Archive for June, 2010

This weekend has so far given me  a wide range of cases, some of which i see everyday, and others I would rather never see again. Motor vehicle accidents,  drunken drivers, a house fire and babies dying.

The house fire, starting in the garage and spreading, luckily not gutting the house.

Two cases that really affected me this weekend were the two 5 month old babies that died in front of me…

The first one was completely avoidable. Why? Because I again highlight the need for car seats. Mom and dad were driving home from having dinner with friends, with their 5 month old baby boy asleep on mom’s lap. A suspected drunk driver, we suspected, the cops suspected and so he was arrested under said suspicion, skipped a red robot and smashed into the driver’s side of the family.  Mom and dad were not injured due to their efficient use of seatbelts. This beautiful, innocent baby boy, who had a future of probably grand and awesome things, died after his head hit the dashboard after being flung out of mom’s arms due to the massive centrifugal forces involved in accidents.  How people think they can hold onto their children in an accident is beyond me. The forces involved are just too large.

Then we have the little 5 month old baby girl that drowned on formula. Or so we think. What we were told, is that she choked while drinking her bottle, and stopped breathing. With my hands encircled around this beautiful baby girl, compressing her chest, massaging her little heart with my thumbs, squeezing the bag supplying precious oxygen to her lungs, hoping beyond hope that her heart gives a kick, and starts again, watching all the crew working tirelessly to save her, i couldn’t help wondering what she would have grown up to be.  Would she be a teacher, a doctor, or nurse? Maybe a shop keeper, reporter or even a politician? We will never know… Her life slipped away, and she died, leaving a stricken and distraught mother and very sombre emergency crew…

Advertisements

To all Freemasons…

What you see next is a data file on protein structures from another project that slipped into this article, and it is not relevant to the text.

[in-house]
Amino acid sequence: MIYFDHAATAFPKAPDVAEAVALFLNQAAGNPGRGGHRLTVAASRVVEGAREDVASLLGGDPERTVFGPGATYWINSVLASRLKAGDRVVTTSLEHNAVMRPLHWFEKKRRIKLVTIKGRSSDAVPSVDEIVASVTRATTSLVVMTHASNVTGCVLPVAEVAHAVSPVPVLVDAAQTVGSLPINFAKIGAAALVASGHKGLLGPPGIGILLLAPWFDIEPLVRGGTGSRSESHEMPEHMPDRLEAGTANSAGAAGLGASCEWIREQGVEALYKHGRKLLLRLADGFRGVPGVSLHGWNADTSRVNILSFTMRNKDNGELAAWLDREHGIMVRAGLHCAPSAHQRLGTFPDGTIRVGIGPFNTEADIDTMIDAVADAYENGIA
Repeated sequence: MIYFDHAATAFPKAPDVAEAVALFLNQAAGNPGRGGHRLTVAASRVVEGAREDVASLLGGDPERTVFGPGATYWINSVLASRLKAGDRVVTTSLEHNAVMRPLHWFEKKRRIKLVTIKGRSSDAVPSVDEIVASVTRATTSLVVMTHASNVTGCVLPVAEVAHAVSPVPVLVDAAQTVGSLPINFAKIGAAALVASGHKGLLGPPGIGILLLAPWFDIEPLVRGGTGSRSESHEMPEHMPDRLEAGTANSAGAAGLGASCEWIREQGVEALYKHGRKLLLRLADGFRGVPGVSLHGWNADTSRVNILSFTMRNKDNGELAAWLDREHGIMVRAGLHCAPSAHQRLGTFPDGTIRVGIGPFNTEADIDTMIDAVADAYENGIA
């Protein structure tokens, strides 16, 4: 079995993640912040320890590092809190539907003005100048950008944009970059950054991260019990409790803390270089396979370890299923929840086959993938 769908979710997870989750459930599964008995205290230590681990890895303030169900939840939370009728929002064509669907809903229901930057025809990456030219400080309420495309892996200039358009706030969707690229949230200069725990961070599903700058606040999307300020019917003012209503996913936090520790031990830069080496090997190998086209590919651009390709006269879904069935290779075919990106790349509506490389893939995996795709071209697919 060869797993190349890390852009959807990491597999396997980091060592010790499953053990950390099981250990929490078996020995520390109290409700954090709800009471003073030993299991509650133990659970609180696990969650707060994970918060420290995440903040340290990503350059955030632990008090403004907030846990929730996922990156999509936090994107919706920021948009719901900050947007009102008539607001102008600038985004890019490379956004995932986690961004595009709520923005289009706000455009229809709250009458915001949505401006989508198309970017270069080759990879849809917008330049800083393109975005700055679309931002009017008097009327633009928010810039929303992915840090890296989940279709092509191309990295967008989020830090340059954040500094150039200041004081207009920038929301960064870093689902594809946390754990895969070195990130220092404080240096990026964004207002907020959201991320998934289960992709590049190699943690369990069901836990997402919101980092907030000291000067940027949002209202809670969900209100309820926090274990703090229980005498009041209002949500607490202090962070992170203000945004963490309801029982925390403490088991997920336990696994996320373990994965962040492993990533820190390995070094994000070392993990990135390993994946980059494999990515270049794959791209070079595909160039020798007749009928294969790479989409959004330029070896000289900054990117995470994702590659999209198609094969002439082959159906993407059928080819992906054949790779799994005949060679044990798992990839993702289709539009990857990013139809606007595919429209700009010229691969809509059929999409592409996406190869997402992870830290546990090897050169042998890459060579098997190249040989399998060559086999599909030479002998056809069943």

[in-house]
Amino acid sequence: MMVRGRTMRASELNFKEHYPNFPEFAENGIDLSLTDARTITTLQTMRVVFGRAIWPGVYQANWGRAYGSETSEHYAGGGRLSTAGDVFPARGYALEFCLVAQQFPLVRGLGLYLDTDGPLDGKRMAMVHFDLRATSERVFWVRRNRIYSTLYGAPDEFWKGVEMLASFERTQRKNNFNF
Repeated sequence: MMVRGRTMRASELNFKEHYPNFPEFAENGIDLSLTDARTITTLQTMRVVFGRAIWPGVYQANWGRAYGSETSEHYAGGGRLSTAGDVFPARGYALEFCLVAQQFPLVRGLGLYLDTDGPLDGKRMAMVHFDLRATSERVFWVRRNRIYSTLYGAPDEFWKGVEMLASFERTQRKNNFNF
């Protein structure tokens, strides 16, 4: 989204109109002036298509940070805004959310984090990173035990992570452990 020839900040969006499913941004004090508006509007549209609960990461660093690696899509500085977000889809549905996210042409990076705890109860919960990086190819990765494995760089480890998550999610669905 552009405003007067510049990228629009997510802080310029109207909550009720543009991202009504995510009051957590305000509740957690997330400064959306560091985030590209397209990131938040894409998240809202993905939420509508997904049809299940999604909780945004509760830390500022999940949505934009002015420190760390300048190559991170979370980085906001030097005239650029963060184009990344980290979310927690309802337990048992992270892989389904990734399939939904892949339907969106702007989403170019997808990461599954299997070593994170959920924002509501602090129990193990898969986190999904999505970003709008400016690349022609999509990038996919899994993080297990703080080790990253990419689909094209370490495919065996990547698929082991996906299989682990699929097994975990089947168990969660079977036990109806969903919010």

Posted: June 24, 2010 in Masonic, Poem
Tags: , ,

… wherever they may be, over land sea or in the air… (Tyler’s toast to you all)

Today is Universal Brotherhood Day, and to all fellow Freemasons out there, I send fraternal greetings, and dedicate this poem to you.

THE LEVEL AND THE SQUARE
by Brother Rob Morris Poet Laureate of Freemasonry

(This poem, written in August, 1854, is the most popular Masonic Poem of all time.)

We meet upon the Level and we part upon the Square.
What words of precious meaning, those words Masonic are!
Come, let us contemplate them! They are worthy of a thought;
In the very walls of Masonry the sentiment is wrought.

We meet upon the Level, though from every station come,
The rich man from his palace and the poor man from his home;
For the rich must leave his wealth and state outside the Mason’s door,
And the poor man finds his best respect upon the Chequered Floor.

We act upon the Plumb – ’tis the orders of our Guide.
We walk upright in virtue’s way and lean to neither side;
The All-Seeing Eye that reads our hearts doth bear us witness true
That we still try to honor God and give each man his due.

We part upon the Square, for the world must have its due;
We mingle with the multitude, a faithful band and true.
But the influence of our gatherings in memory is green,
And we long upon the Level to renew the happy scene.

There’s a world where all are equal – we are hurrying toward it fast,
We shall meet upon the Level there when the gates of Death are past;
We shall stand before the Orient, and our Master will be there
To try the blocks we offer with His own unerring Square.

We shall meet upon the Level there, but never thence depart.
There’s a Mansion – ’tis all ready for each trusting, faithful heart.
There’s a Mansion, and a welcome, and a multitude is there
Who have met upon the Level and been tried upon the Square.

Let us meet upon the Level, then while laboring patient here;
Let us meet and let us labor, though the labor be severe;
Already in the Western sky the signs bid us prepare